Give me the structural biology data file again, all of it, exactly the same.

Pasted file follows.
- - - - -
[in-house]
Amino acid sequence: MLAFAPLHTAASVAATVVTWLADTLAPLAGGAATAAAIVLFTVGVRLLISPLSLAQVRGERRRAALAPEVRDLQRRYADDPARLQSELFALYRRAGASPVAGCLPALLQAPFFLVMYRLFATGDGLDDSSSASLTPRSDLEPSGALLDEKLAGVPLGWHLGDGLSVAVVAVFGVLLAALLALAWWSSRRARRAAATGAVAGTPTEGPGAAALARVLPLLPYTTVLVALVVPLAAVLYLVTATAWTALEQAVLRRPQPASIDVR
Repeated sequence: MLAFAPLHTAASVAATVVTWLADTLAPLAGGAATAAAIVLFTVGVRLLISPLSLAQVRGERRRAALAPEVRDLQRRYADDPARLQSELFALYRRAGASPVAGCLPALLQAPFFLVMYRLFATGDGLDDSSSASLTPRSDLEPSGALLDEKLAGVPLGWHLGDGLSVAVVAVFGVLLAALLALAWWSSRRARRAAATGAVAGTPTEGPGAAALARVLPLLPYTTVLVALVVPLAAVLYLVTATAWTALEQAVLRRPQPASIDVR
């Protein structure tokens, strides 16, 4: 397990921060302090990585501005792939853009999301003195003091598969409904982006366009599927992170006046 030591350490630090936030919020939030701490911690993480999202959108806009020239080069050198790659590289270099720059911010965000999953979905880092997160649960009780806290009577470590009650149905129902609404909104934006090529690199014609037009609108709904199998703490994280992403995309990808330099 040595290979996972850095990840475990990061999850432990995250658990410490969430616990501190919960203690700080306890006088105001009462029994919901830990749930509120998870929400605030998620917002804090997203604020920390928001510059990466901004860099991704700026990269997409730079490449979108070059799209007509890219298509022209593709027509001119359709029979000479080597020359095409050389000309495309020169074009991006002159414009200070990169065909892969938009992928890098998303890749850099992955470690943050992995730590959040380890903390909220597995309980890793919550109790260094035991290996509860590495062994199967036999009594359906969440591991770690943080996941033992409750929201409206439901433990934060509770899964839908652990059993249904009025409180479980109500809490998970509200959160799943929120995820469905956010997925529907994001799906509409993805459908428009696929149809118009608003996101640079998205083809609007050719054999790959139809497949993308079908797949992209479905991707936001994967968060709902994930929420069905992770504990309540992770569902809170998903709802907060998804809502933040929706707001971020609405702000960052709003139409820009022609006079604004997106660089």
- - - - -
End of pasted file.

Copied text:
[in-house]
Amino acid sequence: MLAFAPLHTAASVAATVVTWLADTLAPLAGGAATAAAIVLFTVGVRLLISPLSLAQVRGERRRAALAPEVRDLQRRYADDPARLQSELFALYRRAGASPVAGCLPALLQAPFFLVMYRLFATGDGLDDSSSASLTPRSDLEPSGALLDEKLAGVPLGWHLGDGLSVAVVAVFGVLLAALLALAWWSSRRARRAAATGAVAGTPTEGPGAAALARVLPLLPYTTVLVALVVPLAAVLYLVTATAWTALEQAVLRRPQPASIDVR
Repeated sequence: MLAFAPLHTAASVAATVVTWLADTLAPLAGGAATAAAIVLFTVGVRLLISPLSLAQVRGERRRAALAPEVRDLQRRYADDPARLQSELFALYRRAGASPVAGCLPALLQAPFFLVMYRLFATGDGLDDSSSASLTPRSDLEPSGALLDEKLAGVPLGWHLGDGLSVAVVAVFGVLLAALLALAWWSSRRARRAAATGAVAGTPTEGPGAAALARVLPLLPYTTVLVALVVPLAAVLYLVTATAWTALEQAVLRRPQPASIDVR
């Protein structure tokens, strides 16, 4: 397990921060302090990585501005792939853009999301003195003091598969409904982006366009599927992170006046 030591350490630090936030919020939030701490911690993480999202959108806009020239080069050198790659590289270099720059911010965000999953979905880092997160649960009780806290009577470590009650149905129902609404909104934006090529690199014609037009609108709904199998703490994280992403995309990808330099 040595290979996972850095990840475990990061999850432990995250658990410490969430616990501190919960203690700080306890006088105001009462029994919901830990749930509120998870929400605030998620917002804090997203604020920390928001510059990466901004860099991704700026990269997409730079490449979108070059799209007509890219298509022209593709027509001119359709029979000479080597020359095409050389000309495309020169074009991006002159414009200070990169065909892969938009992928890098998303890749850099992955470690943050992995730590959040380890903390909220597995309980890793919550109790260094035991290996509860590495062994199967036999009594359906969440591991770690943080996941033992409750929201409206439901433990934060509770899964839908652990059993249904009025409180479980109500809490998970509200959160799943929120995820469905956010997925529907994001799906509409993805459908428009696929149809118009608003996101640079998205083809609007050719054999790959139809497949993308079908797949992209479905991707936001994967968060709902994930929420069905992770504990309540992770569902809170998903709802907060998804809502933040929706707001971020609405702000960052709003139409820009022609006079604004997106660089």